What a difference a decade makes

Apparently it’s 2013 now. I’ve mostly been preoccupied with being a horse owner and so have only just managed to find a moment to notice that it’s 2013. I’m pretty sure I’m not the only one thinking “Twenty-THIRTEEN?! Surely the millennium only just happened?! How on earth did that get to be thirteen years ago?!”

This probably doesn’t paint me in the most intelligent light, but my thoughts continued:

“Woah … 13 years is more than 10 years … 10 years is a decade … so it’s more than a decade since the millennium. Woah!”

You might be tempted to point out that it’s been more than a decade since the millennium for a while, but you see, I’ve only just noticed.

So my decade-fixated brain wanted to consider what I did and who I was in 2003.

2003 was the beginning of the end of my childhood. I was 21. I’d finished my degree the year before and in the autumn I would begin my Masters. I had a job in retail, in a menswear chain, in a shop with so few customers the main challenges were thinking up things to do to make the day go by. Even on a Saturday you’d be stood wondering how long it would be before anyone came in. This was made more depressing because the salesmen were on commission. If no one comes in even the best salesman is going to struggle to make his money.

I was in the workforce, for the first time (aside from temping and cleaning holiday jobs), which was a bit of a shock to the system.  It was a lonely job. Aside from 1 day each week I was the only female and I was “posh.”* Their word not mine. The day I left the manager said to me “When you started we didn’t talk to you because we didn’t know what to say to a posh bird.”

During 2003 I moved from my dysfunctional student household to a somewhat more functional post-graduate household. I moved from the no-customers, no-conversation, no-work job to work in a flagship department store and I began my Masters. It was a step towards growing up…

But I had no hope.

I didn’t think about tomorrow with anything but fear.

I didn’t think about other people with anything but fear.

And I didn’t think about anything that scared me.

I acquired a boyfriend. Over twice my age, from a different nation/culture, ex-military special forces, built like the proverbial, he was not exactly boyfriend material. But, looking back, I think I was with him because I thought he could keep me safe. Under his enormous wing I wouldn’t have to face the fear. But it was probably fortunate that he stood me up on Christmas day, contributing to our breaking up in early 2004.

I thought I was worthless. But I had to hide that. I lived in constant fear that people would see the worthlessness and I felt slightly scornful if they didn’t.

I was functioning. Just.

I was all fear. It was my only motivator; my constant companion. All I could do was get through each day dodging the fear.

If you had told me that in 10 years I would have a loving husband, a home, a horse of my own, 2 cats and thought patterns that didn’t revolve around fear, ever, I would have laughed in your face so hard you would have seen the desperation.

If you had only told me that I would have riding lessons and a pet, I still wouldn’t have believed you. I didn’t believe there was anything good to live for. I didn’t believe anything good would ever come my way. I had no hope.

If I wrote a letter to my 21-year-old self I don’t think I’d be able to make her believe any of it. I wonder if anyone could have done. In some ways I believe I had to hit rock bottom to learn to change and to see that change was possible, but in other ways I wonder … 2003 was a few years away from rock bottom – could it have been preempted at that point?

 

What a difference a decade makes.

 

 

* I.e. had a southern accent and a degree.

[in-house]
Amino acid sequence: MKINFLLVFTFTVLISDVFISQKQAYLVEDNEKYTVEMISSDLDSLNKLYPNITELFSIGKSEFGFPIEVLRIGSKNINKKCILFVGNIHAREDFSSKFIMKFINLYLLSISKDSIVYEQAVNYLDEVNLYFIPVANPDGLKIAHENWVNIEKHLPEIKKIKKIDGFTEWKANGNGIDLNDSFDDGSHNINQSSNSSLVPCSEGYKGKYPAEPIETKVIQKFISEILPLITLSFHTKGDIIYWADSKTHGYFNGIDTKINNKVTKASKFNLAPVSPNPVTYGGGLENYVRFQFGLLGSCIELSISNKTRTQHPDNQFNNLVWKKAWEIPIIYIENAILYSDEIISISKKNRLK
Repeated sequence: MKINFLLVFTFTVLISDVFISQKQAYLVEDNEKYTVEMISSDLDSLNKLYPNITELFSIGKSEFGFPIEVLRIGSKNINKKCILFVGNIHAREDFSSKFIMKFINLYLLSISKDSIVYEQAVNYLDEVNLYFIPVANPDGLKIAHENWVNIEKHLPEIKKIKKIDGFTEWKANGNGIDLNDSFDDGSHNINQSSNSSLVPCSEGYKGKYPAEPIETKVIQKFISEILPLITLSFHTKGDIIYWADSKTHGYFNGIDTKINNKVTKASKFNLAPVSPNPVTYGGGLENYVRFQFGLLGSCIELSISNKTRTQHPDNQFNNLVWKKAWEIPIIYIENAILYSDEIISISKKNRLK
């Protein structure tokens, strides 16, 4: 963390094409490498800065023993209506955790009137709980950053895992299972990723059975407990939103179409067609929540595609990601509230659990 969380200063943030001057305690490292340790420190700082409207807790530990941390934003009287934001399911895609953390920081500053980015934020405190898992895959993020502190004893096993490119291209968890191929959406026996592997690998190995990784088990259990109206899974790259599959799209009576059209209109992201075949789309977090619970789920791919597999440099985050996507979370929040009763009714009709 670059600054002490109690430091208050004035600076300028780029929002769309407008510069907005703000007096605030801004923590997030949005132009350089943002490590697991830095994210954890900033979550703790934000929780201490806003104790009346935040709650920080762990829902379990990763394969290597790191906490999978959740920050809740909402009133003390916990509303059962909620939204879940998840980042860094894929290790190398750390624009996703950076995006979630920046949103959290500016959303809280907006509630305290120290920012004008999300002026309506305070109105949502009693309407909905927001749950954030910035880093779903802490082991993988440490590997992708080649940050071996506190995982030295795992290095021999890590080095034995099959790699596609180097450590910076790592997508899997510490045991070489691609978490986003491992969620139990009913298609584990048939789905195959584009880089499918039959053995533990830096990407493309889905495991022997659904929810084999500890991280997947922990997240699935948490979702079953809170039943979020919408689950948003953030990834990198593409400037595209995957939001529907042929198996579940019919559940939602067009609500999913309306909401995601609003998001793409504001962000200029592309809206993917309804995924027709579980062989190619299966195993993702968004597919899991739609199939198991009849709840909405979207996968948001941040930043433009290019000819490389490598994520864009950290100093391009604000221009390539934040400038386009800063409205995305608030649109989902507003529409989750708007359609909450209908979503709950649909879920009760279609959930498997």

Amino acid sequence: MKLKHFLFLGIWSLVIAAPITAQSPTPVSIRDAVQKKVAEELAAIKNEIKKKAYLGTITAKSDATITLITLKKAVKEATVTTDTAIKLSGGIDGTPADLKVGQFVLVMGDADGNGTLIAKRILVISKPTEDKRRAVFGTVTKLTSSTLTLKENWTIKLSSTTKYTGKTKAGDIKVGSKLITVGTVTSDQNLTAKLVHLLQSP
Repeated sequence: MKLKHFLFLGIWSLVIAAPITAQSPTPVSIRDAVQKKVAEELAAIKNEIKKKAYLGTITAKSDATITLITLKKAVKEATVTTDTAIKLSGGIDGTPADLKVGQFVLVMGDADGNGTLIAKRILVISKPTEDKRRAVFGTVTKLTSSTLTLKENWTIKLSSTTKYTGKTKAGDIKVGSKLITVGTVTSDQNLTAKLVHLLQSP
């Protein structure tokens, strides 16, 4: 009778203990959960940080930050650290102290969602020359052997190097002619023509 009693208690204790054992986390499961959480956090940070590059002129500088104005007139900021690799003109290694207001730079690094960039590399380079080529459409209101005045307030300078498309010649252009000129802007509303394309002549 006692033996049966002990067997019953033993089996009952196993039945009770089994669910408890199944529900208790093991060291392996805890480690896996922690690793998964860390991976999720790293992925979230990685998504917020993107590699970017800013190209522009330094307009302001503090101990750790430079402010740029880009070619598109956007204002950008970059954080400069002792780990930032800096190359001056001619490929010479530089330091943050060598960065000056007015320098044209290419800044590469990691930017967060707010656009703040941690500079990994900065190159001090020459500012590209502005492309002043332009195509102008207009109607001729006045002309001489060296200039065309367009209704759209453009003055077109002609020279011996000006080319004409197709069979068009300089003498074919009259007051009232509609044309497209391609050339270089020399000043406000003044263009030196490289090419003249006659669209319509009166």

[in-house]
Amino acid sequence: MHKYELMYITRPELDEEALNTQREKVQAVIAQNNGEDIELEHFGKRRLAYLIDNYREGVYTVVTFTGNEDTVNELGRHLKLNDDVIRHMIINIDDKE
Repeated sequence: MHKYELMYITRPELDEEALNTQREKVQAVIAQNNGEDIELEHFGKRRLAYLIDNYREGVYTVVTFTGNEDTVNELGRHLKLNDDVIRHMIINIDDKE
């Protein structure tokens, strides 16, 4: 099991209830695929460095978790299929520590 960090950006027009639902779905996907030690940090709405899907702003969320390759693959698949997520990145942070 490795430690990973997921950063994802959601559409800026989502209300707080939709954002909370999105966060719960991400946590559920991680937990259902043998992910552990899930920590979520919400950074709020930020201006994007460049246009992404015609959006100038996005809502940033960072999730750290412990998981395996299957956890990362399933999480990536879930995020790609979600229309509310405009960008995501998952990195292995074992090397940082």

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On treasure boxes

As a child I used to have several treasure boxes, “magic” boxes and musical boxes. While the box itself was usually a thing valued in its own right, the priceless contents were the true wonder.

A few items once contained in my treasure boxes:

  • A key, dug from deep in the chalky soil of my primary school’s playing field and known secretly by my friend and I as The Key to Dream Land
  • A stripy blue feather from the wing of a jay
  • A glass bead (which I was convinced was a diamond)
  • A white pencil with delicate flowers printed on it in fine multicoloured sparkle
  • An indescribable jewel – even now I do not know what it was. I can only think it was made for a doll’s house and was supposed to represent a tiny tapestry (ca. 1 cm. across) under a glass dome.
  • A tiny sliver of off-cut grey carpeting from when my primary school had its entrance hall recarpeted.

As you can tell, each item was priceless, and each item was all but valueless.

I’ve been thinking about what’s in all the other treasure boxes out there; the ones still being collected by children, the ones forgotten at the back of cupboards and drawers and the ones long scattered to the rubbish dumps of the world. I remembered a fictional treasure box in Ian Serraillier’s book The Silver Sword (AKA Escape from Warsaw). I can’t remember much of the contents of Jan’s treasure box apart from the silver sword (a paper knife) and three dead fleas from the chest of a chimpanzee he befriended – a perfect item for inclusion in a treasure box as it has the excellent qualities of having a strong association with a friend, being valueless to adults and also being repulsive to adults.

So why do we grow out of our treasure chests? Well I don’t think we do. An Englishman’s home may be his castle, but it is also his treasure box. As adults we have more wealth at our disposal to collect more valuable treasures. These days I am the proud owner of a diamond or two, not just a glass bead. We have computers and televisions, designer watches and shining cut glass. Instead of digging in the mud of the playground and picking things up off the floor we fight through the crowded aisles of the shops to discover our latest treasure, carrying it home in triumph. We have more space in the treasure box of our houses than we used to in a discarded cigar box or a ballerina musical box so we can have bigger collections of wonders.